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Norway worried about WTO inability to fulfill Bali promise

Last updated: 28.07.2014 // Norway's Ambassador to the WTO expressed grave concerns regarding the seeming inability to follow up on the agreements reached at Bali in December 2013. In his statement at the General Council 25 July Ambassador Neple underlined that it is not possible to reopen one of the Bali decisions without unravelling the entire package.

Norway's statement at the General Council 25 July:

Mr Chairman,

As a staunch supporter of the WTO we are now extremely worried that we seem to be unable to follow up on the commitments we all undertook in Bali and therefore on the work of the TNC. We have therefore, together with a group of developed and developing member countries: Australia, Brunei, Canada, Chile, Colombia, Costa Rica, Guatemala, Hong Kong China, Iceland, Korea, Liechtenstein, Malaysia, Mexico, New Zealand, Nigeria, Pakistan, Panama, Peru, Papua New Guinea, Paraguay, Singapore, Switzerland, Chinese Taipei, Thailand and Vietnam, issued a statement to express our concern about the consequences for the overall DDA if we fail to adopt the Protocol by the agreed timeline.

In the statement we stress that:

“The Bali Ministerial Conference was crucial for the WTO but it was only the first step in convincing the world that WTO Members could, after nearly 20 years, agree on and then implement outcomes in the multilateral trading system.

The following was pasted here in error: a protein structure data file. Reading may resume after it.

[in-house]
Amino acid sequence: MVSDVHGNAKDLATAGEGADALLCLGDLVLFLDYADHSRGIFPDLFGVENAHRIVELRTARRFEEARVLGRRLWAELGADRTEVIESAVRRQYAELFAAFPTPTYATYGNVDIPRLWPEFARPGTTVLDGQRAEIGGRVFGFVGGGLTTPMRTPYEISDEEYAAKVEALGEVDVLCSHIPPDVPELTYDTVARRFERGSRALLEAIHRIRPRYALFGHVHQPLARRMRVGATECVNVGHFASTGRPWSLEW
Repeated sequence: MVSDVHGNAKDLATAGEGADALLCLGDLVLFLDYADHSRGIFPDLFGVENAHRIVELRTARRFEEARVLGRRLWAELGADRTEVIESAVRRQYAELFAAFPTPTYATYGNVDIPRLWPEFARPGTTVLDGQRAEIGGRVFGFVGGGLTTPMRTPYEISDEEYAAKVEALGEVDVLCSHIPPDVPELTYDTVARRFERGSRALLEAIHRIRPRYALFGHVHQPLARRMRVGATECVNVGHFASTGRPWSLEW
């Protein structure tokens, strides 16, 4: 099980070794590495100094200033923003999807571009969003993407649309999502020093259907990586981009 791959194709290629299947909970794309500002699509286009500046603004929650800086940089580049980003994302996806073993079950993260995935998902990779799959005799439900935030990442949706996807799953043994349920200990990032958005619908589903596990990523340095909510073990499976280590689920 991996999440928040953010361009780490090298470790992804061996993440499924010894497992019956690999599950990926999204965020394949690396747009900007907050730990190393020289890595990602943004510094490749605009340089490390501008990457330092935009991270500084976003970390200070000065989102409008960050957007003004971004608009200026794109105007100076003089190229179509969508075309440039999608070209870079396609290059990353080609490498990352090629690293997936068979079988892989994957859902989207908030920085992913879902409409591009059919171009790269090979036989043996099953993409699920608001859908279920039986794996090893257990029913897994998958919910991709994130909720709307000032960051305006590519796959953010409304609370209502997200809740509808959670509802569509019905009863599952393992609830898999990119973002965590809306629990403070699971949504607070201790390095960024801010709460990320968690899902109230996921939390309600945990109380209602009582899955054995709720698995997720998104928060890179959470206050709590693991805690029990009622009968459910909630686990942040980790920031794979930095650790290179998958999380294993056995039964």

The package of decisions reached in Bali was finely balanced.  It reflected a consensus on the part of all WTO Members. It would not be possible to reopen one of those decisions without unravelling the entire package.  That package is central to concluding the Doha negotiations and, ultimately, to the negotiating function of the WTO.

This is why we and many other Members, recognising the benefits of WTO negotiations, have been reaffirming the need to implement what Members agreed in Bali, in the time-frame Members agreed in December 2013.

All WTO Members have committed to work constructively on all elements of the Bali package.  In our view that commitment would not survive a decision to step away from any element of the package approved by Ministers in Bali, such as the adoption of the Protocol relating to the TFA.

A decision to step away would be in no one’s interest. It would seriously undermine the ability of the WTO to deliver for the future.  In practice, it would also block the new capacity building initiatives to assist WTO Members implement the TFA. The new economic growth and jobs that are expected to flow from the implementation of the TFA would not become a reality. It would fundamentally undermine the prospects for progress on the post-Bali work program for the Doha negotiations and on the other decisions that Ministers took in Bali.

Against this background, we believe all Members must redouble their efforts to find a way forward in Geneva to adopt by 31 July 2014 the Protocol relating to the TFA, as agreed in Bali.  Doing so will allow us to press ahead with the other elements of the Bali package, and put Members back on track to concluding the Doha negotiations.”

Putting on my Norwegian hat:  Norway remains committed to this work and we are happy that the vast majority of members who have taken the floor today, confirm that they too remain committed to the WTO and the post-Bali work and that they are willing to go ahead to prepare the work program by the end of this year.

I would also like to support the comments made by my Jamaican colleague.  This is a member driven organisation and we bear a collective responsibility for completing the work assigned to us by our Ministers. Our work must be proponent led and we should keep an open mind, be creative and engage in good faith in discussions on issues of importance to all members.


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